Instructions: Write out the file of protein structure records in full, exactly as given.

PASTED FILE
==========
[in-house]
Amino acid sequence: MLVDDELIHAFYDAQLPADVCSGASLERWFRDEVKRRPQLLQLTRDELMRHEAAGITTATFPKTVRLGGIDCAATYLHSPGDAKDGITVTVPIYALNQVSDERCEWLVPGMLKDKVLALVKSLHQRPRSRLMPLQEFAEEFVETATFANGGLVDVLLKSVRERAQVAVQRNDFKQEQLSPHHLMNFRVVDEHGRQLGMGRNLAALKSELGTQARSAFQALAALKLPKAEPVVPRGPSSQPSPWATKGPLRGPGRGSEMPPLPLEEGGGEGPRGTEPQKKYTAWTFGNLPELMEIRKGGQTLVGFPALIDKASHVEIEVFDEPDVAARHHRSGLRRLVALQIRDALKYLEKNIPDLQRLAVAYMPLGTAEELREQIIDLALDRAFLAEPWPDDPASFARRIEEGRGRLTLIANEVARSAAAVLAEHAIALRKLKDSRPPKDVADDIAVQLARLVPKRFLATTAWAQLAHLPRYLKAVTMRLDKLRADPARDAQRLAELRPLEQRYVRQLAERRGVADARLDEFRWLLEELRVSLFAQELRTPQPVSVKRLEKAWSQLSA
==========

[in-house]
Amino acid sequence: MLVDDELIHAFYDAQLPADVCSGASLERWFRDEVKRRPQLLQLTRDELMRHEAAGITTATFPKTVRLGGIDCAATYLHSPGDAKDGITVTVPIYALNQVSDERCEWLVPGMLKDKVLALVKSLHQRPRSRLMPLQEFAEEFVETATFANGGLVDVLLKSVRERAQVAVQRNDFKQEQLSPHHLMNFRVVDEHGRQLGMGRNLAALKSELGTQARSAFQALAALKLPKAEPVVPRGPSSQPSPWATKGPLRGPGRGSEMPPLPLEEGGGEGPRGTEPQKKYTAWTFGNLPELMEIRKGGQTLVGFPALIDKASHVEIEVFDEPDVAARHHRSGLRRLVALQIRDALKYLEKNIPDLQRLAVAYMPLGTAEELREQIIDLALDRAFLAEPWPDDPASFARRIEEGRGRLTLIANEVARSAAAVLAEHAIALRKLKDSRPPKDVADDIAVQLARLVPKRFLATTAWAQLAHLPRYLKAVTMRLDKLRADPARDAQRLAELRPLEQRYVRQLAERRGVADARLDEFRWLLEELRVSLFAQELRTPQPVSVKRLEKAWSQLSA